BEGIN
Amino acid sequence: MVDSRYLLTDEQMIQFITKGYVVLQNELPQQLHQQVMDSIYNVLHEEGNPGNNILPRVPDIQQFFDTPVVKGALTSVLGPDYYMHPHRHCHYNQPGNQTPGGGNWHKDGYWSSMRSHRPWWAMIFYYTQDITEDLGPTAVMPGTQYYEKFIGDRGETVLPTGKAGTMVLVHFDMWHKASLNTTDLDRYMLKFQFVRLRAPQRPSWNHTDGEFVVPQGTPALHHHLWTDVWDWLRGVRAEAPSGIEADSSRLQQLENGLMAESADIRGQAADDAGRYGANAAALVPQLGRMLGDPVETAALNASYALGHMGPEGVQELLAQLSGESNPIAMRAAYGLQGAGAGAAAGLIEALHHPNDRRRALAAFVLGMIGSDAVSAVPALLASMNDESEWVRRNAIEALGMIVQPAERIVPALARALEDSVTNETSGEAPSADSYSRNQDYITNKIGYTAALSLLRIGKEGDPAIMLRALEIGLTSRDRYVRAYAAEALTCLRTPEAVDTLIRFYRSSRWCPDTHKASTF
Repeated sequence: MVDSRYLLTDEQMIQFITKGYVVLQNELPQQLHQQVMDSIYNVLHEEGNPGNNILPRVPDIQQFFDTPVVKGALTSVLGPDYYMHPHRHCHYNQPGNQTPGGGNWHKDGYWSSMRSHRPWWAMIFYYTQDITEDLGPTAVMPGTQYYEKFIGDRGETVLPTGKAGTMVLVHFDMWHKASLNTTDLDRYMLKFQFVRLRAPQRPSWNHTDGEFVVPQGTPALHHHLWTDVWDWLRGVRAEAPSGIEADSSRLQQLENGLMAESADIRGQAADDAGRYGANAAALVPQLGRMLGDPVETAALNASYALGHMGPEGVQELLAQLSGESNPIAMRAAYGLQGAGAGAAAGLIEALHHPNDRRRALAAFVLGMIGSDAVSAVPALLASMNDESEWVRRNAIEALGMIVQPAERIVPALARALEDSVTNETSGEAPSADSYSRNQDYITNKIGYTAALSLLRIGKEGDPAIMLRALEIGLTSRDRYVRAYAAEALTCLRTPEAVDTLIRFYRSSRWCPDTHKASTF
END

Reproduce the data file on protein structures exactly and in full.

Amino acid sequence: MVDSRYLLTDEQMIQFITKGYVVLQNELPQQLHQQVMDSIYNVLHEEGNPGNNILPRVPDIQQFFDTPVVKGALTSVLGPDYYMHPHRHCHYNQPGNQTPGGGNWHKDGYWSSMRSHRPWWAMIFYYTQDITEDLGPTAVMPGTQYYEKFIGDRGETVLPTGKAGTMVLVHFDMWHKASLNTTDLDRYMLKFQFVRLRAPQRPSWNHTDGEFVVPQGTPALHHHLWTDVWDWLRGVRAEAPSGIEADSSRLQQLENGLMAESADIRGQAADDAGRYGANAAALVPQLGRMLGDPVETAALNASYALGHMGPEGVQELLAQLSGESNPIAMRAAYGLQGAGAGAAAGLIEALHHPNDRRRALAAFVLGMIGSDAVSAVPALLASMNDESEWVRRNAIEALGMIVQPAERIVPALARALEDSVTNETSGEAPSADSYSRNQDYITNKIGYTAALSLLRIGKEGDPAIMLRALEIGLTSRDRYVRAYAAEALTCLRTPEAVDTLIRFYRSSRWCPDTHKASTF
Repeated sequence: MVDSRYLLTDEQMIQFITKGYVVLQNELPQQLHQQVMDSIYNVLHEEGNPGNNILPRVPDIQQFFDTPVVKGALTSVLGPDYYMHPHRHCHYNQPGNQTPGGGNWHKDGYWSSMRSHRPWWAMIFYYTQDITEDLGPTAVMPGTQYYEKFIGDRGETVLPTGKAGTMVLVHFDMWHKASLNTTDLDRYMLKFQFVRLRAPQRPSWNHTDGEFVVPQGTPALHHHLWTDVWDWLRGVRAEAPSGIEADSSRLQQLENGLMAESADIRGQAADDAGRYGANAAALVPQLGRMLGDPVETAALNASYALGHMGPEGVQELLAQLSGESNPIAMRAAYGLQGAGAGAAAGLIEALHHPNDRRRALAAFVLGMIGSDAVSAVPALLASMNDESEWVRRNAIEALGMIVQPAERIVPALARALEDSVTNETSGEAPSADSYSRNQDYITNKIGYTAALSLLRIGKEGDPAIMLRALEIGLTSRDRYVRAYAAEALTCLRTPEAVDTLIRFYRSSRWCPDTHKASTF